A Peek Inside the Orion Spacecraft That Will Fly Us to Mars

The length of humanity’s planned journey to Mars will be much more than the 6 months or so that it’ll take to fly there. Though NASA plans to send astronauts to the red planet sometime in the 2030s or 40s, it’s going to take decades of research and testing to develop the equipment to get us there.

The ship that will carry humans to another planet is the Orion capsule, of which NASA is already testing prototypes. And at the Johnson Space Center in Houston, Popular Science got to take a look inside an Orion mock-up.

If the spacecraft looks a little cramped for a 6- to 9-month trip, that’s because the capsule won’t be going to Mars alone. The plan is to launch Orion from Earth and, once in space, have it dock with a larger habitat module (whose design is still TBD) before beginning its journey to Mars.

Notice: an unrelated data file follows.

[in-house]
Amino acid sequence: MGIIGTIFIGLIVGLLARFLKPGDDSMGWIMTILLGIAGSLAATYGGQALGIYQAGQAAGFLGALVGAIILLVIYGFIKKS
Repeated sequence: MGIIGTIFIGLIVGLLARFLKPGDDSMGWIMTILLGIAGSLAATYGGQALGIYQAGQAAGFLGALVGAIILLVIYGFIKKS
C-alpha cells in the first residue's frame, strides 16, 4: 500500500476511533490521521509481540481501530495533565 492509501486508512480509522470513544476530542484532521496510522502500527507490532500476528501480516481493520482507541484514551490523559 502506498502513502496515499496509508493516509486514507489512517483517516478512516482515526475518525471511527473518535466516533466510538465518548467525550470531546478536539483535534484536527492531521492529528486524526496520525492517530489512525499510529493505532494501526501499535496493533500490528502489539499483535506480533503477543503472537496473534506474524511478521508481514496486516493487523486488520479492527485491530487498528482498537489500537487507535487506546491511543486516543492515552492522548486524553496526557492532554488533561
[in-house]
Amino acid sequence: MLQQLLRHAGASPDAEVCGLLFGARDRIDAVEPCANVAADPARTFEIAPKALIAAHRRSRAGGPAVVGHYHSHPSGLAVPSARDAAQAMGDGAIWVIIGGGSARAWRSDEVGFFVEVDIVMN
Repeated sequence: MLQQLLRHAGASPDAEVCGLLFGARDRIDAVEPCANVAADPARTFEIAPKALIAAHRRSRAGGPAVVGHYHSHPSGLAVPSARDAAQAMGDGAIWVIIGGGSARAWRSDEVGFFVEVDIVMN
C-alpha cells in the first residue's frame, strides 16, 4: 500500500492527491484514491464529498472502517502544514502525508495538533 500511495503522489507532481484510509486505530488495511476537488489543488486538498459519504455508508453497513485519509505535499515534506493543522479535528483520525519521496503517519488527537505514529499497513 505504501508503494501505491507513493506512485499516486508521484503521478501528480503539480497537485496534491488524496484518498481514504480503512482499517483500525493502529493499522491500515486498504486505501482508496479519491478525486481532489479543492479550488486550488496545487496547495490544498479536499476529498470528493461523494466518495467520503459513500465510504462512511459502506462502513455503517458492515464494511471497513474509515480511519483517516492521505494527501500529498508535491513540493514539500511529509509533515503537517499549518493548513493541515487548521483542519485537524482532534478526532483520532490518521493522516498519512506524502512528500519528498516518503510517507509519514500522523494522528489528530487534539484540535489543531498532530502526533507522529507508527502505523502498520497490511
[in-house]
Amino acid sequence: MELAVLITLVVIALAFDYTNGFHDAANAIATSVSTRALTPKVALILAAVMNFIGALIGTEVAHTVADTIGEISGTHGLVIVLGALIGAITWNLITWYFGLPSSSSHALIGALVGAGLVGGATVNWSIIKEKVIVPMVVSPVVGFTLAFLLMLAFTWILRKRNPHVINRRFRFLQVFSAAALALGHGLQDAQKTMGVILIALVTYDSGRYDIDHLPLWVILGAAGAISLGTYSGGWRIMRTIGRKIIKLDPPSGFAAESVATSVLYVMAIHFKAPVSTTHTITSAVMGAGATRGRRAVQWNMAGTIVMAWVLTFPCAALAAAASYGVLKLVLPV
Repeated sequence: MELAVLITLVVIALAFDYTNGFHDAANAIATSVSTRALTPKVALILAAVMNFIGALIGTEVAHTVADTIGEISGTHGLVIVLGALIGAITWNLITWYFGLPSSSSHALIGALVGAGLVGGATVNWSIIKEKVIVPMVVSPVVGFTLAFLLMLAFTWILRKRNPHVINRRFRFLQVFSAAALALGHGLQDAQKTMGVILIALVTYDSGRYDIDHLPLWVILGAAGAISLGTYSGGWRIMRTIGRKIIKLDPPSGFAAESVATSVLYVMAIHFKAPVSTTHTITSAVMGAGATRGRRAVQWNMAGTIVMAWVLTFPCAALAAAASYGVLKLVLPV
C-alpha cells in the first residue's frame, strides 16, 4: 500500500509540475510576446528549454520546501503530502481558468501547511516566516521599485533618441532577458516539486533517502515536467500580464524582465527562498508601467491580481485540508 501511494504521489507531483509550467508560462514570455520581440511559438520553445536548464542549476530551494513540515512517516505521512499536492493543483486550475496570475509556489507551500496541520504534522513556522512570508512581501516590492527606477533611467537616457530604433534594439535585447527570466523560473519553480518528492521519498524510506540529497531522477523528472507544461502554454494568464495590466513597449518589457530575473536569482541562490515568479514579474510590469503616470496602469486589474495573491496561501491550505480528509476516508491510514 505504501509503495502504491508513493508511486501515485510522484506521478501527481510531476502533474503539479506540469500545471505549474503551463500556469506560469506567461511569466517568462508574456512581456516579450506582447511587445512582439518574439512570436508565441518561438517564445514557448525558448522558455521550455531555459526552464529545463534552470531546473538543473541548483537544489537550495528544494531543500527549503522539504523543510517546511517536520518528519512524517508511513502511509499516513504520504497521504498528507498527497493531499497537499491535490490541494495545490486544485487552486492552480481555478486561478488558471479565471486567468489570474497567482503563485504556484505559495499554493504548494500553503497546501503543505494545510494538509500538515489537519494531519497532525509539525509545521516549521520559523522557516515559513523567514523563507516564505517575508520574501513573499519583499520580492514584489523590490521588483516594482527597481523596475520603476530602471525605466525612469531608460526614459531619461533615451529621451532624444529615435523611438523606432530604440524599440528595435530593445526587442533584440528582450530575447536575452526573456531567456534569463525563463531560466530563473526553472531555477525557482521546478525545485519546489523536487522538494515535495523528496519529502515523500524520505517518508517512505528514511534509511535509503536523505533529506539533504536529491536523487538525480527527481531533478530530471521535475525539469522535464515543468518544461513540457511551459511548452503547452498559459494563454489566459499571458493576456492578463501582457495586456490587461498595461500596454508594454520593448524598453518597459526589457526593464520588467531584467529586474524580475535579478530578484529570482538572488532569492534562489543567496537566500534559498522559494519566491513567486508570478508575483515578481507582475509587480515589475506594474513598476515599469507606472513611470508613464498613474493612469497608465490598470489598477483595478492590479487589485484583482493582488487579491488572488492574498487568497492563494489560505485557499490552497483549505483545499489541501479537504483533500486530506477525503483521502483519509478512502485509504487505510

Plus, Orion engineer Stuart McClung says the spacecraft is not all that small compared to what we use to send astronauts to the International Space Station. “If you walk over to the Soyuz capsule on the other side of the building, this is like a big stretch limo compared to that Soyuz capsule.”

The engineers at the Johnson Space Center use the Orion mock-up for designing, training, and testing–for example, deciding on a seat layout and crew interfaces. (Read more from “A Peek Inside the Orion Spacecraft That Will Fly Us to Mars” HERE)

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